Monday, June 2, 2008

Crying Doesn't Pay

Clever title, don't you think? You have to say it aloud to get the full impact. I'm kind of proud of it.

Right now things appear to be in a holding pattern. I sent my novel off to my agent and I think I may have a touch of post-partum depression. It took me five years longer than expected to finish it--I had thought it would be done in three--and it's possibly the best writing I've done. But that doesn't mean it will find a home and get published. My characters--my friends--are off on their own. Their story is written.

I'm fumbling around in my house. I'm lonely, and curious as to what will happen next. There's a sense of unfinished business coupled with the urgency of an impending something and I don't know what to make of it. Oh well. Figuring things out is not my job.

Here's installment 24 of Wasted Miracles.

Orin went, “Hmmm.” He reached into a bag strapped to the side of his wheelchair, withdrew a battered pipe, a pouch of Carter Hall tobacco. He filled the pipe with deliberation, tamped the tobacco down with a dirty index finger, lit it with a kitchen match, spewed out a great cloud of gray smoke.
“The reason I’m asking all this, Colin, is that you’ve gotten kinda weird, lately. Out of sorts. You thinkin’ about goin’ out? Maybe a few Percodans? Your cross addiction workin’ on you?”
Colin said, “No.”
“You’re mumblin’, boy.”
Colin said, “No,” again, this time louder.
Orin nodded. “Well. I’m glad to hear that.” He paused. puffed on his pipe. “So what’s eatin’ at you.”
It took a moment for Colin to answer. “Boredom, I think.”
Orin laughed, puffed. “Like, you don’t lead an interesting life? Like that?”
Colin stood, paced the porch. “I don’t know. Sometimes it seems like a closed circle, you know? Meetings. People at meetings. It’s always the same stuff, ‘I want to do this, I want to do that.’ Drunks are amazingly boring, Orin. A lot of them don’t seem to have much of a life outside AA. I get tired of hearing about their hassles, about their relationships, about them wanting to drink or smoke or snort. I even get tired of hearing how happy they are that they’re not drunks anymore. I don’t care if their lives have gotten better. It never changes. Different faces, same crappy stories.” He paused, rubbed his face with his hands. “And then suddenly you realize it’s a different generation at meetings. Whole bunch of kids, and it starts all over again. It gets tiring...”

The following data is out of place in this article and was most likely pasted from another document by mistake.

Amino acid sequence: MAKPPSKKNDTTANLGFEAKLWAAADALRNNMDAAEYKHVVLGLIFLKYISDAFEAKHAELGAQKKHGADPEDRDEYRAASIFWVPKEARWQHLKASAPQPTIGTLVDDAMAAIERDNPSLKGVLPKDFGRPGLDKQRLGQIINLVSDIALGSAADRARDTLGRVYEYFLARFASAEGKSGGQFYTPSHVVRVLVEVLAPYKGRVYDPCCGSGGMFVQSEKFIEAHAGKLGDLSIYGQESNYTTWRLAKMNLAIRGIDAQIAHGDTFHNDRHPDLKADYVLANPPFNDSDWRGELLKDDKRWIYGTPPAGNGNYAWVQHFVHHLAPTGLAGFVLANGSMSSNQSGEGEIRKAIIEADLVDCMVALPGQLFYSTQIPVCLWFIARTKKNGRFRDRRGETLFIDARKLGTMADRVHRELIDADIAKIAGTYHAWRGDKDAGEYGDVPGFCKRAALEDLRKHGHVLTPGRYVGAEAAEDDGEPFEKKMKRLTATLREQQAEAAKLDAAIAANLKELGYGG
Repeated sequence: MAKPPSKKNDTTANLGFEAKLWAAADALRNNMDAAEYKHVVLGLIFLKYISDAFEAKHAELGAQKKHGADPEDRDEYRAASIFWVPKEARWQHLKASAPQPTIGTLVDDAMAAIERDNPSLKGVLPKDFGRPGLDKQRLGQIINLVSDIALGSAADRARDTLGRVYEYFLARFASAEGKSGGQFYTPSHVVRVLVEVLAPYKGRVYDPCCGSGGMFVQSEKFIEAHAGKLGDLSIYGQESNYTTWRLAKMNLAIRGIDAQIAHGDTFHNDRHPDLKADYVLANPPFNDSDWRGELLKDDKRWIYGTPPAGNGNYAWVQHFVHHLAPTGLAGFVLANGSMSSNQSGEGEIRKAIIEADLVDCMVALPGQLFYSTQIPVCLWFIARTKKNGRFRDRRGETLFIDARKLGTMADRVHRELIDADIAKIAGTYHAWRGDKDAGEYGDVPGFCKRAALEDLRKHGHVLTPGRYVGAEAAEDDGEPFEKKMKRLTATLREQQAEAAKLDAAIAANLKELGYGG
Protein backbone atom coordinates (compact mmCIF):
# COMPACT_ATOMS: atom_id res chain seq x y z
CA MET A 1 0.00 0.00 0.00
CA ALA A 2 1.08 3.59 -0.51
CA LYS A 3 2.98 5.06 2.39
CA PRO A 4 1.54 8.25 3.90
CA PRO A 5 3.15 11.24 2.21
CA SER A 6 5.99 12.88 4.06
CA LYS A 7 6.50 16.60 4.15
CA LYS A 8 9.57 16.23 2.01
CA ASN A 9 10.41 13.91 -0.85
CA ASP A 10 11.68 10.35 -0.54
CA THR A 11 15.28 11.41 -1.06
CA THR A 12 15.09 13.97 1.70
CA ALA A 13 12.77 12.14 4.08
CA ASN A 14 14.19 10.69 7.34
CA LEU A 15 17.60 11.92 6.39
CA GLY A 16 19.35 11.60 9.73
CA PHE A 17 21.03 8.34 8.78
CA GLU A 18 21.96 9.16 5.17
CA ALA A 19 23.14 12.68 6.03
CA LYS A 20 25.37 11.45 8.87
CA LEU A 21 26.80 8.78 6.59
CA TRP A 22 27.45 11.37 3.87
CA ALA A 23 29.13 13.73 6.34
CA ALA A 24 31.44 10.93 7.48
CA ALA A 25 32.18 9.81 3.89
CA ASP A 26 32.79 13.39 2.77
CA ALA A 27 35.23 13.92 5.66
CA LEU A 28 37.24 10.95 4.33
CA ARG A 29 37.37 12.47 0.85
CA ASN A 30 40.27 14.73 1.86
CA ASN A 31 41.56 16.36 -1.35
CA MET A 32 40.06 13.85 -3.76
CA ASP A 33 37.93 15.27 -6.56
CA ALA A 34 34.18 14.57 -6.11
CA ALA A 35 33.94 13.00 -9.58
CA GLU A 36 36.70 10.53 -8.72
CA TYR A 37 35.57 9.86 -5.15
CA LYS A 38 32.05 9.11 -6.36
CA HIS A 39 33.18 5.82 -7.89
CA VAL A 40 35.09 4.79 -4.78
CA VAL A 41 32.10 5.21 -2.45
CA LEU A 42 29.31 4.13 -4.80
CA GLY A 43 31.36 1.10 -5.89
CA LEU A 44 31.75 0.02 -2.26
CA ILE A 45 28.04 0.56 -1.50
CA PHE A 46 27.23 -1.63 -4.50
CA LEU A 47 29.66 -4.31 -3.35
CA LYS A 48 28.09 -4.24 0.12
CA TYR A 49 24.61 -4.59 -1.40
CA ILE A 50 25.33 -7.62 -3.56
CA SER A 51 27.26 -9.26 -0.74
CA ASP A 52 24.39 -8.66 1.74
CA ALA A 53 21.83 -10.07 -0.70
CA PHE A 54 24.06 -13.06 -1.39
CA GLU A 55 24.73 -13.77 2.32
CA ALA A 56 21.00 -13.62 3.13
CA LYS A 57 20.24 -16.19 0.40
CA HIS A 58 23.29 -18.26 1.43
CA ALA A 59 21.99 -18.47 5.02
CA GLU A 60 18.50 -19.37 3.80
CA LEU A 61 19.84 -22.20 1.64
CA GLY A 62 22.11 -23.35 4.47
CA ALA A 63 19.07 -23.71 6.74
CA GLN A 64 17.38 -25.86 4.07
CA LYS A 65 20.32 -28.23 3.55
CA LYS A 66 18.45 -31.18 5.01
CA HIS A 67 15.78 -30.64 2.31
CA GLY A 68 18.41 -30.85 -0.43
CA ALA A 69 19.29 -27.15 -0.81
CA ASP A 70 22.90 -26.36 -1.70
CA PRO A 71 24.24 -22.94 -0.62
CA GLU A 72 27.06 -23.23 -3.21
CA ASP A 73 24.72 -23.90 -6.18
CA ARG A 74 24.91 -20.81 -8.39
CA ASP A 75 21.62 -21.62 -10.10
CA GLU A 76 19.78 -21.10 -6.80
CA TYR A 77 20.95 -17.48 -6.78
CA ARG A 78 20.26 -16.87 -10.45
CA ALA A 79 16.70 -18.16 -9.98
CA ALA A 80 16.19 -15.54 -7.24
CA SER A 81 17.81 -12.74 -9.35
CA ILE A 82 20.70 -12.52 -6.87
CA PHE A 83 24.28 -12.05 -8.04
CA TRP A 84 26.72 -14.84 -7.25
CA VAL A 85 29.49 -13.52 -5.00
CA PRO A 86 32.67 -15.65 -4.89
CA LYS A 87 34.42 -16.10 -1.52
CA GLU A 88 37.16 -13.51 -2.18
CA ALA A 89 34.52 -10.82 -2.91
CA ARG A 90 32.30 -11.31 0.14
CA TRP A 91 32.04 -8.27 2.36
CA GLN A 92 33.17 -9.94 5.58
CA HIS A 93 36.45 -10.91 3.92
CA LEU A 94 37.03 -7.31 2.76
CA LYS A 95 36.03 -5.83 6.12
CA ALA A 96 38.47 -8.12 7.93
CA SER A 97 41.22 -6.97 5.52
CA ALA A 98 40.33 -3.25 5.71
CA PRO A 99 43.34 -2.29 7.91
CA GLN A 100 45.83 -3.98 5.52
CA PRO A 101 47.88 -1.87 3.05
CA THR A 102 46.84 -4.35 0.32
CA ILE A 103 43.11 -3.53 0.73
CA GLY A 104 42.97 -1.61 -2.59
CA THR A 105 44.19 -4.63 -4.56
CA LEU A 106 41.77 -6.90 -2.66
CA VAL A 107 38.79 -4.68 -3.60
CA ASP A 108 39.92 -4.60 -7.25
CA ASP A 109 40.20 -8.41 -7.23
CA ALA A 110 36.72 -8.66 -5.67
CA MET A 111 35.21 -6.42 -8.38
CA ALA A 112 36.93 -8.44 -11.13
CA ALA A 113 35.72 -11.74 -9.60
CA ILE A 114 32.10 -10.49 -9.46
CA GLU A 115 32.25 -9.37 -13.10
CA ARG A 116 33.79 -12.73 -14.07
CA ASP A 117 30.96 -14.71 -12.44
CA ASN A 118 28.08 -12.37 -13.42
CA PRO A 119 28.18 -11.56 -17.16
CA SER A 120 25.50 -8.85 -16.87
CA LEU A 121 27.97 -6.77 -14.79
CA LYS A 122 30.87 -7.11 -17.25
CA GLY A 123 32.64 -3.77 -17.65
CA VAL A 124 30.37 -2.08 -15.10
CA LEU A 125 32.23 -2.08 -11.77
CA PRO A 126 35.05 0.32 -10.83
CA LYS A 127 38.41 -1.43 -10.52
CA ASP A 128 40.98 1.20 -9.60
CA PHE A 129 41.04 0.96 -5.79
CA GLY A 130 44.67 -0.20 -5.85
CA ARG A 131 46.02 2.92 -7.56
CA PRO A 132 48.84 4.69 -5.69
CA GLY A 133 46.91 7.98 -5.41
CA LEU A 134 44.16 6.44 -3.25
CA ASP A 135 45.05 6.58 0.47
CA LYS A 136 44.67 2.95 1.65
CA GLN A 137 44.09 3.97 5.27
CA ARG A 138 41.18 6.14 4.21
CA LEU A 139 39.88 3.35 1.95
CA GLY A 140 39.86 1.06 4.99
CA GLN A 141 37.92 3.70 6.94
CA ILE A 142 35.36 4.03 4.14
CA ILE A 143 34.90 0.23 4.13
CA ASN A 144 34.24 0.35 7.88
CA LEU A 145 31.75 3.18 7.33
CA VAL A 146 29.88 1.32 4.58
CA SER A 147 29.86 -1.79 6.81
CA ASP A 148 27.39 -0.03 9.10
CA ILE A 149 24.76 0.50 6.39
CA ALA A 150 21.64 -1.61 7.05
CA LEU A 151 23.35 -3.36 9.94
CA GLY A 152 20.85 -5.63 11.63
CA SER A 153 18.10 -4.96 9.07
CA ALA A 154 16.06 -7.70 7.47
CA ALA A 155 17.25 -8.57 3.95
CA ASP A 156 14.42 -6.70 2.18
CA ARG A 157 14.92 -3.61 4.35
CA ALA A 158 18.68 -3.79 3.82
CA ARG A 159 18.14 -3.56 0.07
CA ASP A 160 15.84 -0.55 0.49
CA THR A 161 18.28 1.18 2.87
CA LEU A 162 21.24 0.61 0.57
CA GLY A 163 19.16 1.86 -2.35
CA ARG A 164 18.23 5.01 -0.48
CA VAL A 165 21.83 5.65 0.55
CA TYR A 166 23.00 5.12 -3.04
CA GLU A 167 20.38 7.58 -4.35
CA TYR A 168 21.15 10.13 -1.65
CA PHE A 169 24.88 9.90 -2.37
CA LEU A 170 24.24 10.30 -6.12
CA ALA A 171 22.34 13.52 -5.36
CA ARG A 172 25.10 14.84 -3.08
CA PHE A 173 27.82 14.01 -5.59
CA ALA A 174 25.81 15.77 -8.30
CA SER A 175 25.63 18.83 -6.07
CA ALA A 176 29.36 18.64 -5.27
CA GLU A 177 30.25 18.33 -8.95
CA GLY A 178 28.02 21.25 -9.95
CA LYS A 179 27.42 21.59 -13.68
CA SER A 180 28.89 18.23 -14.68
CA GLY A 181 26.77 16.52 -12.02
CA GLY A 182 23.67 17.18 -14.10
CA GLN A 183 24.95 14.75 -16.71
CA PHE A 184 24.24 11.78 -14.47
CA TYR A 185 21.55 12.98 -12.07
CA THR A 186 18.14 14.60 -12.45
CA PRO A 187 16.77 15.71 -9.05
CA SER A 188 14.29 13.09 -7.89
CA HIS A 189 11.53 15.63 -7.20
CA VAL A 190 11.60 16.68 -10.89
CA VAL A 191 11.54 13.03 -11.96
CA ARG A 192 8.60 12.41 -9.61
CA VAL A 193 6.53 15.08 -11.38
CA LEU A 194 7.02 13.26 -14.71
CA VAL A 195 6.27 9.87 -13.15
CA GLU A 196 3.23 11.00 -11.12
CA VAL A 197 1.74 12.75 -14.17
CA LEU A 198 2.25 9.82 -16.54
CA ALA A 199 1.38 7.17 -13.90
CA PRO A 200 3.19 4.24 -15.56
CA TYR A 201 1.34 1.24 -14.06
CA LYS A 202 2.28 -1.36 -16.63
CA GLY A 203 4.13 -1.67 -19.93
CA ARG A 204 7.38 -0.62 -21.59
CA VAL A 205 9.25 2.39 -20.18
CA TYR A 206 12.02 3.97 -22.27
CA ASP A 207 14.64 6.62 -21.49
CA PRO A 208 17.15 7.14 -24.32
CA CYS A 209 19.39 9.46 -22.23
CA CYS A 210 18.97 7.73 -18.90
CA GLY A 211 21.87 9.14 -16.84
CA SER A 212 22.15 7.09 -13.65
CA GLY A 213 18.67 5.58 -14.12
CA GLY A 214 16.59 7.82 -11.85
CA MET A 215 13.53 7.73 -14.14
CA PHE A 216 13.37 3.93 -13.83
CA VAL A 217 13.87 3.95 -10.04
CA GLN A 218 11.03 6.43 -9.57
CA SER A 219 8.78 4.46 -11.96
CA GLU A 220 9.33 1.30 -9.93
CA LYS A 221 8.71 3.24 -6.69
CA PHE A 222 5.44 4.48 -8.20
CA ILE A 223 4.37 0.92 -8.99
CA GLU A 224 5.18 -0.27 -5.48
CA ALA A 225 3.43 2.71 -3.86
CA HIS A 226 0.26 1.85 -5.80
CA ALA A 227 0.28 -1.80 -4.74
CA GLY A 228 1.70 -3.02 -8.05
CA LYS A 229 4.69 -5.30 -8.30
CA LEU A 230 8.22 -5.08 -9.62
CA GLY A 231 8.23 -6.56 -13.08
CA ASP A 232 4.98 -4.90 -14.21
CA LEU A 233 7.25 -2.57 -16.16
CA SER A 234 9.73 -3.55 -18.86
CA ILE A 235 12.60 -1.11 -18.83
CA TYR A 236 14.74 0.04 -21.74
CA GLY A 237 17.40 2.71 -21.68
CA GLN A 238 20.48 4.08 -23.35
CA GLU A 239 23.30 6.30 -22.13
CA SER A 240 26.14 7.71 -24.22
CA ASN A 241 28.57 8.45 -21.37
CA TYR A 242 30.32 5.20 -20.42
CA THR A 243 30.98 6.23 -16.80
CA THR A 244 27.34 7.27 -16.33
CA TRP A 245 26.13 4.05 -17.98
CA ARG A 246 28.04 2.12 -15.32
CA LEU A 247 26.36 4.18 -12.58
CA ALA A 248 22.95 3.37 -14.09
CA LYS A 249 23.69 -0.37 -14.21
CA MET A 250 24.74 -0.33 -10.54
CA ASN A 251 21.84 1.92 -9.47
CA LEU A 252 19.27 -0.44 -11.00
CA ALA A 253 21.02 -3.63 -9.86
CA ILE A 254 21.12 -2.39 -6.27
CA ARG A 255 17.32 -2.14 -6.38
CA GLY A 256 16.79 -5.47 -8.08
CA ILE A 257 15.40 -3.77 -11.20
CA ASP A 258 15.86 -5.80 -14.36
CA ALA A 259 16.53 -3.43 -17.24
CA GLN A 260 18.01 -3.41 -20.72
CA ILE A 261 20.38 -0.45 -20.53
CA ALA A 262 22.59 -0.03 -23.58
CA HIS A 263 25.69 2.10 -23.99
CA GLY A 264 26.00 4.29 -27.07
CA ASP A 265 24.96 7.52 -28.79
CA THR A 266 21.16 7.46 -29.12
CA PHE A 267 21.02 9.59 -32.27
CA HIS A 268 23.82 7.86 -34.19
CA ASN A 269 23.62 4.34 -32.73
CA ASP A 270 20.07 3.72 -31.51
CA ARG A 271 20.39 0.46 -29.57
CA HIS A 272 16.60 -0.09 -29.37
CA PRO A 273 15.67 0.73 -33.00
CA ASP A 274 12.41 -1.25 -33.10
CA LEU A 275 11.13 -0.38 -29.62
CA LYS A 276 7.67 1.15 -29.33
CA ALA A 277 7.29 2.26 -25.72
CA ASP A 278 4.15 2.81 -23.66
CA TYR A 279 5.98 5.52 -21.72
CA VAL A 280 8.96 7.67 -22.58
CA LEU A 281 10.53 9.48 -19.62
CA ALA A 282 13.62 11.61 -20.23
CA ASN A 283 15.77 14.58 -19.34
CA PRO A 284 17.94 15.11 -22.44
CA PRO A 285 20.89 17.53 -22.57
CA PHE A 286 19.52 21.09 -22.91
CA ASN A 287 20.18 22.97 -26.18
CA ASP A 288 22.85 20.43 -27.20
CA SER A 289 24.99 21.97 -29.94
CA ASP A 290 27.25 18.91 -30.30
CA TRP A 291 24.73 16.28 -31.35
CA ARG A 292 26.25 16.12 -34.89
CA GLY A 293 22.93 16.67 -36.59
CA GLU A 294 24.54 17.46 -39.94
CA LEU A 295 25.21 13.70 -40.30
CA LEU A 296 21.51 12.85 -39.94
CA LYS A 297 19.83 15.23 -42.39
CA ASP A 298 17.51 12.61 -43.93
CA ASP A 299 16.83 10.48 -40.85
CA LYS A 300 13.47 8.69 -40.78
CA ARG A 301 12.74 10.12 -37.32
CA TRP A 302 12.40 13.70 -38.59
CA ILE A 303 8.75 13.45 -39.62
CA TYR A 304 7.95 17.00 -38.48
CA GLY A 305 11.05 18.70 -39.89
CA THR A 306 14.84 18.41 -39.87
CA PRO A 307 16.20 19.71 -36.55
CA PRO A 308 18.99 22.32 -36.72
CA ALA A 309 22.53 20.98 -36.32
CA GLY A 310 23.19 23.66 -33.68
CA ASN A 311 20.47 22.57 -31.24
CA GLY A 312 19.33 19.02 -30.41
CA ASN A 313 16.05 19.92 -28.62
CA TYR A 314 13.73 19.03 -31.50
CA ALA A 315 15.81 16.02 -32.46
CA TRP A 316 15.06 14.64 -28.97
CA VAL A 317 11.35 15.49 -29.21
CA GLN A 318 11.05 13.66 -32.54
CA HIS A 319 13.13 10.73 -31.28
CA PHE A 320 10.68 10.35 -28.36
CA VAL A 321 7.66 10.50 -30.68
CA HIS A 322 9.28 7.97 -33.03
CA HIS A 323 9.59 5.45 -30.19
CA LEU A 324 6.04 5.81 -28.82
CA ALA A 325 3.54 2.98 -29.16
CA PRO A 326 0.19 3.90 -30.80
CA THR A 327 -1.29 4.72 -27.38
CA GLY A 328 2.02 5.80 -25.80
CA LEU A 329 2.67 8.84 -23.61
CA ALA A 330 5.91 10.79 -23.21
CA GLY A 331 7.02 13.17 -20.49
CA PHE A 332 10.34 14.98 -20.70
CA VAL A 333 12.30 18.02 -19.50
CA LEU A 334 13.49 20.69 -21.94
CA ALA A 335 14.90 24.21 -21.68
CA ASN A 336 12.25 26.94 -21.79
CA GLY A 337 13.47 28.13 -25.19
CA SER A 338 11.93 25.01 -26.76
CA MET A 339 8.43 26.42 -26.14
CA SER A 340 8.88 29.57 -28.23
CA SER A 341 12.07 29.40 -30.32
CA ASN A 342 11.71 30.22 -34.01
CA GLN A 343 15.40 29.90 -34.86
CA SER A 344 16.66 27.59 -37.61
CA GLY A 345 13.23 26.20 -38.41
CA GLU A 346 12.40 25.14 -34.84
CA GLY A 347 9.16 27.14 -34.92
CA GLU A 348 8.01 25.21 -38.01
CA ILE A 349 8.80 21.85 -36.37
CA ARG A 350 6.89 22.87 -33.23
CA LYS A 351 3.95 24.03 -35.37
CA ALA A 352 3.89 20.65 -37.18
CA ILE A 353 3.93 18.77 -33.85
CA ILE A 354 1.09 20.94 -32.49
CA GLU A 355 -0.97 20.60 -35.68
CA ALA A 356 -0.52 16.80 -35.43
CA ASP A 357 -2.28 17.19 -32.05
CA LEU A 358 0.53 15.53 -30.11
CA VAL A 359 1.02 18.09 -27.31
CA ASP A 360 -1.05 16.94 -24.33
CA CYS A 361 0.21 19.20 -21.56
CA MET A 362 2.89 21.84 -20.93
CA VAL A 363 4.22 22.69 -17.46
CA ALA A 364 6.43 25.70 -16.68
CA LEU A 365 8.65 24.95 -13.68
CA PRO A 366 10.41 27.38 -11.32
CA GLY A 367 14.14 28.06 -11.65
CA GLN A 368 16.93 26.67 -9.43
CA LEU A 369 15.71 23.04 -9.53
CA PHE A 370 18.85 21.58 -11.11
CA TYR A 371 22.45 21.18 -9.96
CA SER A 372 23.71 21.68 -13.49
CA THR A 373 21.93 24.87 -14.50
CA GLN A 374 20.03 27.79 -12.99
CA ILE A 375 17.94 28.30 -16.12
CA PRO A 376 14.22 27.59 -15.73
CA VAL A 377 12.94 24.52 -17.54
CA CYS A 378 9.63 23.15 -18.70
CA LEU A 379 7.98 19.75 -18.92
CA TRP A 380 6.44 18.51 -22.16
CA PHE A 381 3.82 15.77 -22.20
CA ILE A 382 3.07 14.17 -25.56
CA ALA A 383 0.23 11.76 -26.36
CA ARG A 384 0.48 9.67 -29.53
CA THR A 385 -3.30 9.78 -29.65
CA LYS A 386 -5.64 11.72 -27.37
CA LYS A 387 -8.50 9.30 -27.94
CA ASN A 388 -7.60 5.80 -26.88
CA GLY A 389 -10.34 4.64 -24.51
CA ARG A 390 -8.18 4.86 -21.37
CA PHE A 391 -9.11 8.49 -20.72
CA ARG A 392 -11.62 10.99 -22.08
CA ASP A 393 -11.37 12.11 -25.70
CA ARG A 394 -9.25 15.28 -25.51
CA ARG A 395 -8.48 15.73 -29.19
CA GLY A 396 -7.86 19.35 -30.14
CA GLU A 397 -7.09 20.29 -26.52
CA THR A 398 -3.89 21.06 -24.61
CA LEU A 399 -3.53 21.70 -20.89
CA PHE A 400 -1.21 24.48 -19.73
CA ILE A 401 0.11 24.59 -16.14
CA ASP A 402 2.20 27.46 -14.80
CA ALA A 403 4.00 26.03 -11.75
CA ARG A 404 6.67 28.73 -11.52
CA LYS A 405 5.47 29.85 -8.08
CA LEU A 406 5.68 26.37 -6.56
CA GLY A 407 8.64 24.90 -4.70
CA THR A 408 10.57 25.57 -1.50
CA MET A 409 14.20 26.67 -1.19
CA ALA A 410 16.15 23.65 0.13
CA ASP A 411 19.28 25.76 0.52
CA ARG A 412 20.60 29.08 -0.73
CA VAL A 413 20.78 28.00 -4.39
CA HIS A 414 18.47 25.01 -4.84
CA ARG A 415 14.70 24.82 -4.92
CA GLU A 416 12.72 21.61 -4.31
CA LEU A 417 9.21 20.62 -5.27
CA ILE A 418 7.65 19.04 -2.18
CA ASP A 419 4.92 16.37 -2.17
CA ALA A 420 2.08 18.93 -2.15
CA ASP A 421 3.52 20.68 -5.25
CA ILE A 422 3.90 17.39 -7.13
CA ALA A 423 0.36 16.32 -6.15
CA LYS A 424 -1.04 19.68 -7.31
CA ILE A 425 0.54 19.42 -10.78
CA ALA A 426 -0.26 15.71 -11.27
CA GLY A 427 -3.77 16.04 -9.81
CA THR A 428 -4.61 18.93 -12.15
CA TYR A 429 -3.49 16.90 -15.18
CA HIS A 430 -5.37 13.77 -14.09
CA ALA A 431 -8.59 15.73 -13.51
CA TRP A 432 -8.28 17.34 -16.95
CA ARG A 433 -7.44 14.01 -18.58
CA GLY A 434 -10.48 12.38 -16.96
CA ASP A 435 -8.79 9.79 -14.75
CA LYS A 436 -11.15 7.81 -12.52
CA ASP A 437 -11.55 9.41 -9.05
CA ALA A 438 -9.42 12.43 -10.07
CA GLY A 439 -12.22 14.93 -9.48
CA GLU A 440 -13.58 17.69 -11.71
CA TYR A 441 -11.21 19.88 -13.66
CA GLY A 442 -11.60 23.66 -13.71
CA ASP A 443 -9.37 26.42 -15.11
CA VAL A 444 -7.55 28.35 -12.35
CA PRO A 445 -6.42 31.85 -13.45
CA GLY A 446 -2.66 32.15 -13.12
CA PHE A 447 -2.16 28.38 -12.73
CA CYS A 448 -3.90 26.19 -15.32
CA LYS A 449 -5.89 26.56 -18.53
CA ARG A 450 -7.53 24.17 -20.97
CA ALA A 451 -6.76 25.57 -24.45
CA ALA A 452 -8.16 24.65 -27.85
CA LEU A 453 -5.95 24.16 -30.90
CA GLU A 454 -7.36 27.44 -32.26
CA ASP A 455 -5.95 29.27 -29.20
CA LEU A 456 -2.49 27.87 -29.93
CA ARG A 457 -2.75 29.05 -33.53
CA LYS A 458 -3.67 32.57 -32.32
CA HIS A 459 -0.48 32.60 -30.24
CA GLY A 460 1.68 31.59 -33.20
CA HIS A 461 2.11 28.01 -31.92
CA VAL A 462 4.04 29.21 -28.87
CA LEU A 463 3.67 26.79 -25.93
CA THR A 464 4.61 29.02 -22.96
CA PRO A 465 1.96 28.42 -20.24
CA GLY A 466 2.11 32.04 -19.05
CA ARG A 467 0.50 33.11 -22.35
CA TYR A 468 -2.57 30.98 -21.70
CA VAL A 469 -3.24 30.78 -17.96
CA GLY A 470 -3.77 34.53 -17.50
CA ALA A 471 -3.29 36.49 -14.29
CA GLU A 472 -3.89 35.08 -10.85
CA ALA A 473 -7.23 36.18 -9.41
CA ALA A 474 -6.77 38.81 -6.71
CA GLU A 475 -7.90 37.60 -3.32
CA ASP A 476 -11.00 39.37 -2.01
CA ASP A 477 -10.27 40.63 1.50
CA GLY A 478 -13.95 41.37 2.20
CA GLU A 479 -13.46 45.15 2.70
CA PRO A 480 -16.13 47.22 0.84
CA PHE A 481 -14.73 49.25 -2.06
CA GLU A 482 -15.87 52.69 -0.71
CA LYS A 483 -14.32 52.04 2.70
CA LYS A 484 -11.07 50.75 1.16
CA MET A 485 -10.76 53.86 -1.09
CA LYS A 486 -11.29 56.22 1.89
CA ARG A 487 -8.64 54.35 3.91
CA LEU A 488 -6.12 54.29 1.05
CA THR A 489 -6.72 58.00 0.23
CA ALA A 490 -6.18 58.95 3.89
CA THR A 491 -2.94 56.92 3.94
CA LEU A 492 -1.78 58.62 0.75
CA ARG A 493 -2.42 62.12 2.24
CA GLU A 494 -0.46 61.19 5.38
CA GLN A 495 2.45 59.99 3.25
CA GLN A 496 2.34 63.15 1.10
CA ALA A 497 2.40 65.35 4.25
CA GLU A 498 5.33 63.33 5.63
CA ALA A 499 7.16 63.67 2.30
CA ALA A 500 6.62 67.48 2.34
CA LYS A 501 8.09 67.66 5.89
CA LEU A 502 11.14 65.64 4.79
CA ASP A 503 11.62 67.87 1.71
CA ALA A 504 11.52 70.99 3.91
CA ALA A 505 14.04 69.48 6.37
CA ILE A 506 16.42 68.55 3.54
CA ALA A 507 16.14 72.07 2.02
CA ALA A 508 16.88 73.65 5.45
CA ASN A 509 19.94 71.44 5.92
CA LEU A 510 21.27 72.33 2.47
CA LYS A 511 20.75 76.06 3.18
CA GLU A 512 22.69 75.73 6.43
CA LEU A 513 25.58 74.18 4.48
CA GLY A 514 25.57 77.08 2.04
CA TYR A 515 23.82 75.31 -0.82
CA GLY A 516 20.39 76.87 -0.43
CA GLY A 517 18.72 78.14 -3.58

Orin seemed to think that over but not too strenuously. “You’re obviously not going to the same meetings I’m going to. Or not talking to the same people. Most of the ones I see, they’ve got some hope back, think they’re better off now. Mind you, that shit is just as boring as the tales of woe and tragedy, but at least they’ve got kind of a happy ending. Why’re you hearing only the crappy stuff, Colin? Last time you felt like this, you ended up getting into some really deep shit. Remember?”
Colin did.
“Correct me if I’m wrong,” Orin continued. “I seem to remember we had this little talk, oh, about six, seven months ago, and I told you to start going to more meetings and doing service work. Answer phones, drive people around, make coffee, whatever. And instead, you got involved with Stan and DD. And the only reason you’ve still got both your balls was that DD didn’t know it was a starter pistol. ‘Cause if she’d had the real thing, we’d be calling you Lefty.”
Colin held up a hand. “It wasn’t like that, Stan asked...”
“Oh bullshit.” Orin looked disgusted, sucked hard on his pipe, stuck out his tongue, expelled a small piece of tobacco.
“You didn’t have any business bein’ involved in any of that mess. Everyone knows DD’s a slut, including Stan. And Stan! Fifty-two year old man thinking he found the fountain of youth, screwing a nineteen year old bimbo who’s not even sober a month...”
Colin sat down again. In the kitchen, he could hear Marsha humming a tune, something from the 60s by Judy Collins. He said, “They were married three weeks, she files for divorce, tries to take his house and car away from him. That’s fair?”
Orin gave Colin a pig-eyed stare. “Fair ain’t got squat to do with this, Colin. You ain’t a divorce investigator! Sneaking around in the middle of the night trying to catch that little slut with Billy O. She should have shot you in the balls, gotten what you deserved. Lucky thing Billy O’s a fool and he bought that pistol thinking it was the real thing. Cause if DD had... Oh, never mind.”
The screen door opened and Marsha came out bearing a plate of sandwiches on a tray and a bottle of Shasta ginger ale.
She smiled at Colin. “You getting Orin all excited about something?”
She was a tall, sparse woman whose sharp features belied her kindness. Colin had rarely seen her without a smile, but when she didn’t have one he was reminded of an American Gothic farmwife. “Don’t get his blood pressure up, now. He’s mean enough as is.”
“We were talking about Stan and DD,” Orin said.
Marsha’s face narrowed in distaste. “Oh. Them.” She set the plate of sandwiches down, looked at Colin, “They deserved each other, those two. DD, I wouldn’t credit her with much sense. But Stan? I thought he was smarter than that.” Her lip curled. “Men.”

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